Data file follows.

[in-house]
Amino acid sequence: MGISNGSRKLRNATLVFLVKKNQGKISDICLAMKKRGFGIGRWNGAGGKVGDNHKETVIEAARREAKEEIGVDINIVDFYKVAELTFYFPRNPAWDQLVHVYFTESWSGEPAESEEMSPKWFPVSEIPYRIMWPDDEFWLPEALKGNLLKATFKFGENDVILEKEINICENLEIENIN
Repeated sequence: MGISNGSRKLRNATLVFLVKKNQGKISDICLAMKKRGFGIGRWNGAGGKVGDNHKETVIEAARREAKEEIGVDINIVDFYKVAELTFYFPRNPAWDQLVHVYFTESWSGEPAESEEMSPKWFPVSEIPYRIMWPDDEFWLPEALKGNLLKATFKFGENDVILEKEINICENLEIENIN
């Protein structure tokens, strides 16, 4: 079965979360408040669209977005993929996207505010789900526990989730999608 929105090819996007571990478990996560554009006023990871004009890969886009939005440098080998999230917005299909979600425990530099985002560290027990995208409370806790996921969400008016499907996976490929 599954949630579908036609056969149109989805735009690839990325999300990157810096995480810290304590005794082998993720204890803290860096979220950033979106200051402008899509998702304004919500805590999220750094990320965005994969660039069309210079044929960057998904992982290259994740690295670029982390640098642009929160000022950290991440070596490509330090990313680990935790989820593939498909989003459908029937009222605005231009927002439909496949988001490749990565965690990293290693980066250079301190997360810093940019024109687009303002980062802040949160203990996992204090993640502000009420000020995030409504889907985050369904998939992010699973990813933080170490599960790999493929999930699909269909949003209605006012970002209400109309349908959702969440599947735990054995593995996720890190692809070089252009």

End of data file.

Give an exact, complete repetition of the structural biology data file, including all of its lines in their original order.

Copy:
[in-house]
Amino acid sequence: MGISNGSRKLRNATLVFLVKKNQGKISDICLAMKKRGFGIGRWNGAGGKVGDNHKETVIEAARREAKEEIGVDINIVDFYKVAELTFYFPRNPAWDQLVHVYFTESWSGEPAESEEMSPKWFPVSEIPYRIMWPDDEFWLPEALKGNLLKATFKFGENDVILEKEINICENLEIENIN
Repeated sequence: MGISNGSRKLRNATLVFLVKKNQGKISDICLAMKKRGFGIGRWNGAGGKVGDNHKETVIEAARREAKEEIGVDINIVDFYKVAELTFYFPRNPAWDQLVHVYFTESWSGEPAESEEMSPKWFPVSEIPYRIMWPDDEFWLPEALKGNLLKATFKFGENDVILEKEINICENLEIENIN
């Protein structure tokens, strides 16, 4: 079965979360408040669209977005993929996207505010789900526990989730999608 929105090819996007571990478990996560554009006023990871004009890969886009939005440098080998999230917005299909979600425990530099985002560290027990995208409370806790996921969400008016499907996976490929 599954949630579908036609056969149109989805735009690839990325999300990157810096995480810290304590005794082998993720204890803290860096979220950033979106200051402008899509998702304004919500805590999220750094990320965005994969660039069309210079044929960057998904992982290259994740690295670029982390640098642009929160000022950290991440070596490509330090990313680990935790989820593939498909989003459908029937009222605005231009927002439909496949988001490749990565965690990293290693980066250079301190997360810093940019024109687009303002980062802040949160203990996992204090993640502000009420000020995030409504889907985050369904998939992010699973990813933080170490599960790999493929999930699909269909949003209605006012970002209400109309349908959702969440599947735990054995593995996720890190692809070089252009």